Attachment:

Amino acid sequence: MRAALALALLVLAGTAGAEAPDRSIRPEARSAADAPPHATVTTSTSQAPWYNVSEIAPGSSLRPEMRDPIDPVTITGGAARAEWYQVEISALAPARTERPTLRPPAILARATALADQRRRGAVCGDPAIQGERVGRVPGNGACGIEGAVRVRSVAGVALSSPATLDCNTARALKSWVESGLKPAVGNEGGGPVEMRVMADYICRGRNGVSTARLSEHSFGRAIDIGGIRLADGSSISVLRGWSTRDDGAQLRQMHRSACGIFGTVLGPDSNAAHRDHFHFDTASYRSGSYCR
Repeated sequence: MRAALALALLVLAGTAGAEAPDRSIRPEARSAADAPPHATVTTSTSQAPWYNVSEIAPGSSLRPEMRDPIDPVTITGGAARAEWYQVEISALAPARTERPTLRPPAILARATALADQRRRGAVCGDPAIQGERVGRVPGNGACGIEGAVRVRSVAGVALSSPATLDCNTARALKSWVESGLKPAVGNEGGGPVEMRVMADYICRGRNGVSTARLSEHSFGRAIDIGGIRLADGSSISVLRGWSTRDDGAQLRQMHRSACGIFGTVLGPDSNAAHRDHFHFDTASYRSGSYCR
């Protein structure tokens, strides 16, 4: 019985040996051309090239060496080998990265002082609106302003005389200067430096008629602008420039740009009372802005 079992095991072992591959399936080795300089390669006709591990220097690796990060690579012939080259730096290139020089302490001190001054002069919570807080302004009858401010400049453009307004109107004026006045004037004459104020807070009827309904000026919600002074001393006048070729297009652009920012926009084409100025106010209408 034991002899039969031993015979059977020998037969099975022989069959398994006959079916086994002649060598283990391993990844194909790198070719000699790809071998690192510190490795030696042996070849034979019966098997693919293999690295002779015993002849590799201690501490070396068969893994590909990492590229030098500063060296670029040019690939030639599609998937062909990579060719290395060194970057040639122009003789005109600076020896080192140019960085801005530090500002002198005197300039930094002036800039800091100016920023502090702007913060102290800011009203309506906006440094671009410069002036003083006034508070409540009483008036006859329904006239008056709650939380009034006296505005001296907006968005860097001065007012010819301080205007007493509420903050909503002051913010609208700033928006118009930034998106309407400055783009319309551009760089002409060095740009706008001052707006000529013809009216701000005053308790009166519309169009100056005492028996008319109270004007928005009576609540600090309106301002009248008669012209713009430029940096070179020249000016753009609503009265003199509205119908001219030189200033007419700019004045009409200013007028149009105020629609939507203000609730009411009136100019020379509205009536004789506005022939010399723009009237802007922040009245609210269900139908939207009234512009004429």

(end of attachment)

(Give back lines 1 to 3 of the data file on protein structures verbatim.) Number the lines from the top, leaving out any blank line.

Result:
Amino acid sequence: MRAALALALLVLAGTAGAEAPDRSIRPEARSAADAPPHATVTTSTSQAPWYNVSEIAPGSSLRPEMRDPIDPVTITGGAARAEWYQVEISALAPARTERPTLRPPAILARATALADQRRRGAVCGDPAIQGERVGRVPGNGACGIEGAVRVRSVAGVALSSPATLDCNTARALKSWVESGLKPAVGNEGGGPVEMRVMADYICRGRNGVSTARLSEHSFGRAIDIGGIRLADGSSISVLRGWSTRDDGAQLRQMHRSACGIFGTVLGPDSNAAHRDHFHFDTASYRSGSYCR
Repeated sequence: MRAALALALLVLAGTAGAEAPDRSIRPEARSAADAPPHATVTTSTSQAPWYNVSEIAPGSSLRPEMRDPIDPVTITGGAARAEWYQVEISALAPARTERPTLRPPAILARATALADQRRRGAVCGDPAIQGERVGRVPGNGACGIEGAVRVRSVAGVALSSPATLDCNTARALKSWVESGLKPAVGNEGGGPVEMRVMADYICRGRNGVSTARLSEHSFGRAIDIGGIRLADGSSISVLRGWSTRDDGAQLRQMHRSACGIFGTVLGPDSNAAHRDHFHFDTASYRSGSYCR
């Protein structure tokens, strides 16, 4: 019985040996051309090239060496080998990265002082609106302003005389200067430096008629602008420039740009009372802005 079992095991072992591959399936080795300089390669006709591990220097690796990060690579012939080259730096290139020089302490001190001054002069919570807080302004009858401010400049453009307004109107004026006045004037004459104020807070009827309904000026919600002074001393006048070729297009652009920012926009084409100025106010209408 034991002899039969031993015979059977020998037969099975022989069959398994006959079916086994002649060598283990391993990844194909790198070719000699790809071998690192510190490795030696042996070849034979019966098997693919293999690295002779015993002849590799201690501490070396068969893994590909990492590229030098500063060296670029040019690939030639599609998937062909990579060719290395060194970057040639122009003789005109600076020896080192140019960085801005530090500002002198005197300039930094002036800039800091100016920023502090702007913060102290800011009203309506906006440094671009410069002036003083006034508070409540009483008036006859329904006239008056709650939380009034006296505005001296907006968005860097001065007012010819301080205007007493509420903050909503002051913010609208700033928006118009930034998106309407400055783009319309551009760089002409060095740009706008001052707006000529013809009216701000005053308790009166519309169009100056005492028996008319109270004007928005009576609540600090309106301002009248008669012209713009430029940096070179020249000016753009609503009265003199509205119908001219030189200033007419700019004045009409200013007028149009105020629609939507203000609730009411009136100019020379509205009536004789506005022939010399723009009237802007922040009245609210269900139908939207009234512009004429």